Documents: US Becomes A World Power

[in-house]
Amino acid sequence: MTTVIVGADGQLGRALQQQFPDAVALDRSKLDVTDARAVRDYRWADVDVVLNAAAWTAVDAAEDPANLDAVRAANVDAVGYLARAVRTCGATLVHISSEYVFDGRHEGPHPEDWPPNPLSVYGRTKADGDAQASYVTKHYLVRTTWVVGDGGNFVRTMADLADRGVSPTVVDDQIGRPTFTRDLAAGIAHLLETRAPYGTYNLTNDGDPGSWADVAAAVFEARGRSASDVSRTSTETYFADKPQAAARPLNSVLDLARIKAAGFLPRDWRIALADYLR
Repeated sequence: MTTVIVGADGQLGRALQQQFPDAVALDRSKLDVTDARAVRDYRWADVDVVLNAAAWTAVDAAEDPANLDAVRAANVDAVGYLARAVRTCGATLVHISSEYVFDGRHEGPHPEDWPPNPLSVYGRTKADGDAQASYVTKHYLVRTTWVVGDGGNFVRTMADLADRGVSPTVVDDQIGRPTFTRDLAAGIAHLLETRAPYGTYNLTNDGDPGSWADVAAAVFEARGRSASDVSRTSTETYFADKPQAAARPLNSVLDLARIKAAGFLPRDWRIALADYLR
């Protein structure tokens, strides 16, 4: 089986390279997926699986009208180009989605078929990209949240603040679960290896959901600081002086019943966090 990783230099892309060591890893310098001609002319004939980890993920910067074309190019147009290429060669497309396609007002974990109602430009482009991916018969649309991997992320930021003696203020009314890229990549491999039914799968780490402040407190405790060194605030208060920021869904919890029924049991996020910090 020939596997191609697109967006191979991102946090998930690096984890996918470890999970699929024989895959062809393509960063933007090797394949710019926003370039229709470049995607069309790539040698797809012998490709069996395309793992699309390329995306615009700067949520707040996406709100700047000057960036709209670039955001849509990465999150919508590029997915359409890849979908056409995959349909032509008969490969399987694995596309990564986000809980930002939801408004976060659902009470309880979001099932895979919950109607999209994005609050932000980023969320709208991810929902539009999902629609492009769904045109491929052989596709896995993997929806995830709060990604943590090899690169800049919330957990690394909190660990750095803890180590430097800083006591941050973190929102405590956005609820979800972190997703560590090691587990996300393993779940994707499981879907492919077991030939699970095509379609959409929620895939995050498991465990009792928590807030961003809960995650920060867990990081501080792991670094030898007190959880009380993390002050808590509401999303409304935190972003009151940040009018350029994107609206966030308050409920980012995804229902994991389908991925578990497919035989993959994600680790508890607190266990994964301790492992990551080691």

As World War I began winding down, Wilson and his advisors, began to formulate plans for peace. Wilson drew up a statement which came to be called the Fourteen Points that he delivered to Congress in January 1918. In the speech to the joint session of the United States Congress, President Woodrow Wilson summarized three major goals in his Fourteen Points for ending the war and attempting to attain lasting peace for not only Europe, but the world. The goals were as follows: A. Improved international relations—Removal of international trade barriers, honor freedom of the seas, advocate open communication with no secret alliances in an international association of nations, and allow for self-rule of nationalities. B. Restoration of territories—Return to pre-war boundaries and make fair adjustments of all colonial claims. C. Restriction on military strength—Military reductions for all nations, especially Germany including demilitarization along the Rhine River. The most controversial part of the proposal was the creation of a League of Nations described in the 14th Point. Both former President Teddy Roosevelt and Senator Henry Cabot Lodge led opposition in the U.S. Senate to ratification of the treaty which had been negotiated in France and included the League of Nations. Against the advice of his doctors, Wilson set out on a railroad tour to build up public support for ratification of the treaty. In October 1919, Wilson suffered a stroke which left him an invalid for the rest of his life. Wilson continued to refuse to compromise on his position, and as a result, the U. S. Senate failed to acquire the two-thirds vote needed to ratify the treaty and the proposed League.